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Hazardous Waste Management Specialists


Today, hazardous waste management specialists oversee the handling of hundreds of substances the government identifies as hazardous to human health or the environment. However, this was not always the case. Prior to World War II, hazardous waste consisted of pesticides, which were under the regulation of the U.S. Food and Drug Administration (FDA), as well as by-products from a few industrial processes. Scientists and engineers who worked for the FDA or private industry monitored the disposal of these wastes to the minimal extent they were required to do so. Before the environmental movement in the late 1960s, these wastes were handled much like regular garbage, dumped directly into open waterways, buried in landfills, and stored or buried in 55-gallon drums at industrial sites.

With the emergence of the nuclear age came a new waste that no one seemed to know how to handle: radioactive waste. This waste presented unique challenges because of its insidious nature; it is generally colorless, odorless and remains hazardous for hundreds of years. Government scientists and engineers were the first to work on proper disposal with utilities that produced such waste (nuclear power plants). Today, hazardous waste management specialists work with these professionals on the handling of radioactive waste.

Postwar America also saw the beginnings of widespread use of synthetic materials: As one advertisement from the 1950s put it, America could enjoy "better living through chemistry." Unfortunately, this improvement also had a darker side. The tons of chemical wastes that chemical industries produced, in addition to some of the products themselves, were to have adverse and long-lasting effects on human health and the environment that no one foresaw. Crude oil gushing from a Union Oil Company's platform covered beaches in Santa Barbara in early 1969; only five months later the Cuyahoga River in Ohio caught fire. Public outrage directed at environmental disasters such as these signaled the end of such cavalier practices.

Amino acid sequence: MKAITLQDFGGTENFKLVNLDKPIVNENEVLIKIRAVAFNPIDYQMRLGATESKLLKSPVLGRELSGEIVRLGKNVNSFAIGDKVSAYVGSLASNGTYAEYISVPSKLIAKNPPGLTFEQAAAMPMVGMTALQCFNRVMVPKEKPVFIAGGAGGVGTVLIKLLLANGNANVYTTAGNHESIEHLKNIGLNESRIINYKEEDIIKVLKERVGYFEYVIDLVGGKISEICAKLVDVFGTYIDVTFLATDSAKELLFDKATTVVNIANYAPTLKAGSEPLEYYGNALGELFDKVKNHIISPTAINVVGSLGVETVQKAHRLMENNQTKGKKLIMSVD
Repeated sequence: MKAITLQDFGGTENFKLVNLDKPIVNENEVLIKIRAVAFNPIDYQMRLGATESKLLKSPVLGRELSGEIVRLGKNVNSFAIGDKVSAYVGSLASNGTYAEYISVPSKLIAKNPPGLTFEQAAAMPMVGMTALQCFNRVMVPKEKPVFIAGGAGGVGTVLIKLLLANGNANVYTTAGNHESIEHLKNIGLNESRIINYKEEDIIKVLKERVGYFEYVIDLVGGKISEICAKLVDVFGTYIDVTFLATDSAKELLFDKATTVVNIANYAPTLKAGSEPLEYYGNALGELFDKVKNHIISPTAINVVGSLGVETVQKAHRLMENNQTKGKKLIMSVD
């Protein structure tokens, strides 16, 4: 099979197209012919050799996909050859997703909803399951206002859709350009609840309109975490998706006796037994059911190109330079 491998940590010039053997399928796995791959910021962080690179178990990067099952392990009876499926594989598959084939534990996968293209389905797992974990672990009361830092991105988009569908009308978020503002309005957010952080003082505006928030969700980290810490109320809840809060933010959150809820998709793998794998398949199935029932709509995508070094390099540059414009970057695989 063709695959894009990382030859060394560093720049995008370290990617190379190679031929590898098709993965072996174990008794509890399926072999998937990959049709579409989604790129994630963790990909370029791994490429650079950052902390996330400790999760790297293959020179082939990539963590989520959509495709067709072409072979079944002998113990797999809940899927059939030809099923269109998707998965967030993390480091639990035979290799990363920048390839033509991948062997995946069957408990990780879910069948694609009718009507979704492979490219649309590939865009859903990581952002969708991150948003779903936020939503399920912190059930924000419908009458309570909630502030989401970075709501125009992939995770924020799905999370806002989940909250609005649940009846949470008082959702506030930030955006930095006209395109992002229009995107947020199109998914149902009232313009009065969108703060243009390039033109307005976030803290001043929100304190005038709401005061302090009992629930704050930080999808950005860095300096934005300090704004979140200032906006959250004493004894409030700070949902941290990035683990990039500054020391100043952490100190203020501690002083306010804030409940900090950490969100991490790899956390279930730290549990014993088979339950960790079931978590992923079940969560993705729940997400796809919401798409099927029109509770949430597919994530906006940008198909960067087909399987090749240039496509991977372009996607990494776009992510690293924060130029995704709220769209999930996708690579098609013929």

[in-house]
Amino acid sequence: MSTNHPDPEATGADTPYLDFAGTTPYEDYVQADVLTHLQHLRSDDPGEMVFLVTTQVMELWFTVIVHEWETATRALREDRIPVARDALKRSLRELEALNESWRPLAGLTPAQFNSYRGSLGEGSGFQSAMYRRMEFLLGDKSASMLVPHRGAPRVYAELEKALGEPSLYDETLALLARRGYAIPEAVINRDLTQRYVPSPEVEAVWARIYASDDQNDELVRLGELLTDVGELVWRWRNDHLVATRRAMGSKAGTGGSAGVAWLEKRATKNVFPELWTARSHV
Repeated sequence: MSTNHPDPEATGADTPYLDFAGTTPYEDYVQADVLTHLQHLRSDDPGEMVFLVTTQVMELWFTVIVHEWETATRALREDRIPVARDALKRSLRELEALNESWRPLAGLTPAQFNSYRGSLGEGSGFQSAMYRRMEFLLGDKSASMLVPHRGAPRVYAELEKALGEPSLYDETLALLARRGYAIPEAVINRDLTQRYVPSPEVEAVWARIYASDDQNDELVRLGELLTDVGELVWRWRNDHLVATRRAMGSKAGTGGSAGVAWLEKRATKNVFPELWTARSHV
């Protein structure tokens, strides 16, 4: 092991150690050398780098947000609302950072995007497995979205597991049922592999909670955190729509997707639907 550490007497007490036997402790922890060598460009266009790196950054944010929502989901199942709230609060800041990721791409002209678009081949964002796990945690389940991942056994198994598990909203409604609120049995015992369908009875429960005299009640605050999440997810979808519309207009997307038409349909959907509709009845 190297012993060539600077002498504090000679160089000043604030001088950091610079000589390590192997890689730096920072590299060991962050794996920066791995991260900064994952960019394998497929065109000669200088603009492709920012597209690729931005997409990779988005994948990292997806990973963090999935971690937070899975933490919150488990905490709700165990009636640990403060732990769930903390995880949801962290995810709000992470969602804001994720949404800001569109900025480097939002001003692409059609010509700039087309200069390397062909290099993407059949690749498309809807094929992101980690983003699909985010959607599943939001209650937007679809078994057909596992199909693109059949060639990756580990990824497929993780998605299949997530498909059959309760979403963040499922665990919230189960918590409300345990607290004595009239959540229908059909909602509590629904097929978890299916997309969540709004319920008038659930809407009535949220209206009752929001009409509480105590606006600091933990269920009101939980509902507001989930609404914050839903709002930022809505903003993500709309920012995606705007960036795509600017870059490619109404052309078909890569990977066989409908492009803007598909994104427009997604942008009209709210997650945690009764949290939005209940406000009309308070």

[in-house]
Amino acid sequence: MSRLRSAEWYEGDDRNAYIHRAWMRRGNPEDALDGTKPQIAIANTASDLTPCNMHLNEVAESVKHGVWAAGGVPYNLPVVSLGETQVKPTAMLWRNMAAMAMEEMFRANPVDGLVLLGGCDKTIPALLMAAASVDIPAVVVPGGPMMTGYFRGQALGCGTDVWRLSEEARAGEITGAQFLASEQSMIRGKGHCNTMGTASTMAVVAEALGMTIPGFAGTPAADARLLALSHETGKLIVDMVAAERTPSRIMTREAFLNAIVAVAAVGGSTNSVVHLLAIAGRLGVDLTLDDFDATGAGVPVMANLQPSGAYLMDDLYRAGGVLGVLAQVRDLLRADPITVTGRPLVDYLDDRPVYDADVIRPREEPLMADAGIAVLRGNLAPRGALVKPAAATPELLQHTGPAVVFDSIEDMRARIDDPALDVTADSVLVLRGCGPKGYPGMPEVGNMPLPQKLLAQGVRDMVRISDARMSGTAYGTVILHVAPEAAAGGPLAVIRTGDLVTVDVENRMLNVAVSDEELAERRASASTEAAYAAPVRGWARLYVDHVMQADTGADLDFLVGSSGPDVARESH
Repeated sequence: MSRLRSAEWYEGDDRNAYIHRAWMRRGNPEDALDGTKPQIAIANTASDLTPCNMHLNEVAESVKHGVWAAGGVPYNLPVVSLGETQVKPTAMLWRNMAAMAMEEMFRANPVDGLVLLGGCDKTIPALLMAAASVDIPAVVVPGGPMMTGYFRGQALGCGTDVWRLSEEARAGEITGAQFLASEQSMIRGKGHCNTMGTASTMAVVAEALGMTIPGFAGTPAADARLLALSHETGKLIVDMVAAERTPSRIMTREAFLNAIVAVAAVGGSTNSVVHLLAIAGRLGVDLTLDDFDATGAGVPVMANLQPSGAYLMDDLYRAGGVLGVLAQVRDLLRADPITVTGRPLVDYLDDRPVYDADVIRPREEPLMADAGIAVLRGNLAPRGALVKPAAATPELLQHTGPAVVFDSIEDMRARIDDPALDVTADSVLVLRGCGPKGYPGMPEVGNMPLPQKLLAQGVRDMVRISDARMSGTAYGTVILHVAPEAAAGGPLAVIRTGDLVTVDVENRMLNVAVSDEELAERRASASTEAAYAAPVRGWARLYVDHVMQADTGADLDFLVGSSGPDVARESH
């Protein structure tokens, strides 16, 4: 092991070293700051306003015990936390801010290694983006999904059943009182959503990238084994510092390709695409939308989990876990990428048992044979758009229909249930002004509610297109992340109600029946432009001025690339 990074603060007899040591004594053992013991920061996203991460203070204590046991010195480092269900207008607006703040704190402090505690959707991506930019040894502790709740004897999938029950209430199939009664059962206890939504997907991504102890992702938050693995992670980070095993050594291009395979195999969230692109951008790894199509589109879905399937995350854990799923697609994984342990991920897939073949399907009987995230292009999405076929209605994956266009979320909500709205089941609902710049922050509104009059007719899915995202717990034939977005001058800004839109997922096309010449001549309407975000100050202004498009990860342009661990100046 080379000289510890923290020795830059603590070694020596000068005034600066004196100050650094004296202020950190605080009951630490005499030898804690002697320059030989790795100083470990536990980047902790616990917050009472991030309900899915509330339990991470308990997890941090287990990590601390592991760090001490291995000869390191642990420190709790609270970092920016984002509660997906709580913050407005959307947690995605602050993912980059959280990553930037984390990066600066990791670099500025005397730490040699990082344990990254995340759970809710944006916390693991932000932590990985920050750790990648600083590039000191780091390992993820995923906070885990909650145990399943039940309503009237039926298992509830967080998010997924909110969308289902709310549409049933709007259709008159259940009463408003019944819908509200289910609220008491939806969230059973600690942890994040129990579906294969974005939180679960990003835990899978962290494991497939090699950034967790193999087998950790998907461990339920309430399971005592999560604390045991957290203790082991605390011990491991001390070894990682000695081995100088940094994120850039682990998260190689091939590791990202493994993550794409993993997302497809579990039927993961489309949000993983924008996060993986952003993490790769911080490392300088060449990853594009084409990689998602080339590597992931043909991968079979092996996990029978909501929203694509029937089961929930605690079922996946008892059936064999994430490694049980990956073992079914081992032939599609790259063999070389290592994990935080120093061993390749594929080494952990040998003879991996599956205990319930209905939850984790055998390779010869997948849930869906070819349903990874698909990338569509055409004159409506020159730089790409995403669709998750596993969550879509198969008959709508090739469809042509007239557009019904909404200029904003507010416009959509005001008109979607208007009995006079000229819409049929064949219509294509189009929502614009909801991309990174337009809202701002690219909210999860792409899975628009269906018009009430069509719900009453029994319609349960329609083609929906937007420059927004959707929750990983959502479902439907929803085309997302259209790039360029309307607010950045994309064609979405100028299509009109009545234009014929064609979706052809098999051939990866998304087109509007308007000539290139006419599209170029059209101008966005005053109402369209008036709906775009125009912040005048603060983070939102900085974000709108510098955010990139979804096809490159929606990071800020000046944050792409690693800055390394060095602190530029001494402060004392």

During the flurry of environmentally directed legislation in the 1970s, hazardous waste was not considered different from other types of pollution. The Resource Conservation and Recovery Act of 1976 gave the fledgling Environmental Protection Agency (EPA) power to assign permits for waste production and disposal, to track waste, to inspect facilities, and to fine offenders for noncompliance. That same year, the Toxic Substance Control Act forced manufacturers to submit formal notifications before they started commercially producing substances that could be toxic. Four criteria determine whether waste is hazardous: toxicity, ignitability, corrosivity, and reactivity.

This spate of legislation was thought to cover all aspects of hazardous substance management. But as the citizens of Love Canal (a neighborhood in Niagara Falls, New York) found in 1978, this wasn't exactly the case. A rash of sickness there triggered an investigation that uncovered 21,900 tons of chemical wastes buried in 55-gallon drums that had leaked into basements of houses and the local public school. The resulting publicity led to the discovery of thousands of similar sites throughout the United States. The Comprehensive Environmental Response, Compensation, and Liability Act of 1980 (CERCLA) was the political response to the furor surrounding these environmental crises.

CERCLA, or Superfund, as it came to be known, is a government fund that selects and pays for cleanup of abandoned, inoperative contaminated sites. Superfund also monitors new spills. Superfund established a National Priorities List of thousands of the worst sites, giving a budget and a timeline for completion of cleanup at these sites. In 1985, after a lukewarm beginning, Superfund was strengthened by the Superfund Amendment and Reauthorization Act (SARA). SARA expanded the environmental cleanup budget, allowed for civil suits against violators of the acts, and gave the EPA standards and deadlines to meet. Superfund undergoes constant review and evolution: Some companies hire individuals whose job consists solely of tracking Superfund and associated legislative changes.

Superfund is only one example of how opportunities have grown for people who specialize in the handling of hazardous waste. The evolution of environmental awareness has created jobs for people who can handle a variety of hazardous wastes, including leachate from municipal landfills, gases emitted from industrial smokestacks, and chemicals buried years ago all over the United States.

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